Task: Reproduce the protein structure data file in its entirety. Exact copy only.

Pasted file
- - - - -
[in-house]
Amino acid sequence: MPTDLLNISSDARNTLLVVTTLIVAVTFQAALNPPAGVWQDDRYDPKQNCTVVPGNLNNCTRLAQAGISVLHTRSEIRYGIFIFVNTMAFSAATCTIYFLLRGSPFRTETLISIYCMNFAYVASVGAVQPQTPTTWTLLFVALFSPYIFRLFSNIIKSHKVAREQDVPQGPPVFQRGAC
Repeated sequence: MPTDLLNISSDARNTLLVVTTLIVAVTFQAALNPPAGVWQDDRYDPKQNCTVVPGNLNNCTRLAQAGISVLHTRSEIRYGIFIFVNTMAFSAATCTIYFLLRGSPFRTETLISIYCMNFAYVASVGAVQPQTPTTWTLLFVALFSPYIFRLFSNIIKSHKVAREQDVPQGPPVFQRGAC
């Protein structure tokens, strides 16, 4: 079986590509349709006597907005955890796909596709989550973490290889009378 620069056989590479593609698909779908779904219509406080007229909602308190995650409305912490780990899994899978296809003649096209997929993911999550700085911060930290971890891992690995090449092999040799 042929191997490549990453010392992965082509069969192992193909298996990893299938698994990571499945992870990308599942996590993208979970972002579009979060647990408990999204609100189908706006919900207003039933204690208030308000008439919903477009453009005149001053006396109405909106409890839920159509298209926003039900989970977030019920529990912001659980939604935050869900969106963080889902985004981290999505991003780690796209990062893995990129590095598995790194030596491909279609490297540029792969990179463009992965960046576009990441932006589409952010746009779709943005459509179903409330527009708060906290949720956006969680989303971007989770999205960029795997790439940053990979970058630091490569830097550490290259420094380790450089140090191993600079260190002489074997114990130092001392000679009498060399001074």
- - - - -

[in-house]
Amino acid sequence: MPTDLLNISSDARNTLLVVTTLIVAVTFQAALNPPAGVWQDDRYDPKQNCTVVPGNLNNCTRLAQAGISVLHTRSEIRYGIFIFVNTMAFSAATCTIYFLLRGSPFRTETLISIYCMNFAYVASVGAVQPQTPTTWTLLFVALFSPYIFRLFSNIIKSHKVAREQDVPQGPPVFQRGAC
Repeated sequence: MPTDLLNISSDARNTLLVVTTLIVAVTFQAALNPPAGVWQDDRYDPKQNCTVVPGNLNNCTRLAQAGISVLHTRSEIRYGIFIFVNTMAFSAATCTIYFLLRGSPFRTETLISIYCMNFAYVASVGAVQPQTPTTWTLLFVALFSPYIFRLFSNIIKSHKVAREQDVPQGPPVFQRGAC
């Protein structure tokens, strides 16, 4: 079986590509349709006597907005955890796909596709989550973490290889009378 620069056989590479593609698909779908779904219509406080007229909602308190995650409305912490780990899994899978296809003649096209997929993911999550700085911060930290971890891992690995090449092999040799 042929191997490549990453010392992965082509069969192992193909298996990893299938698994990571499945992870990308599942996590993208979970972002579009979060647990408990999204609100189908706006919900207003039933204690208030308000008439919903477009453009005149001053006396109405909106409890839920159509298209926003039900989970977030019920529990912001659980939604935050869900969106963080889902985004981290999505991003780690796209990062893995990129590095598995790194030596491909279609490297540029792969990179463009992965960046576009990441932006589409952010746009779709943005459509179903409330527009708060906290949720956006969680989303971007989770999205960029795997790439940053990979970058630091490569830097550490290259420094380790450089140090191993600079260190002489074997114990130092001392000679009498060399001074």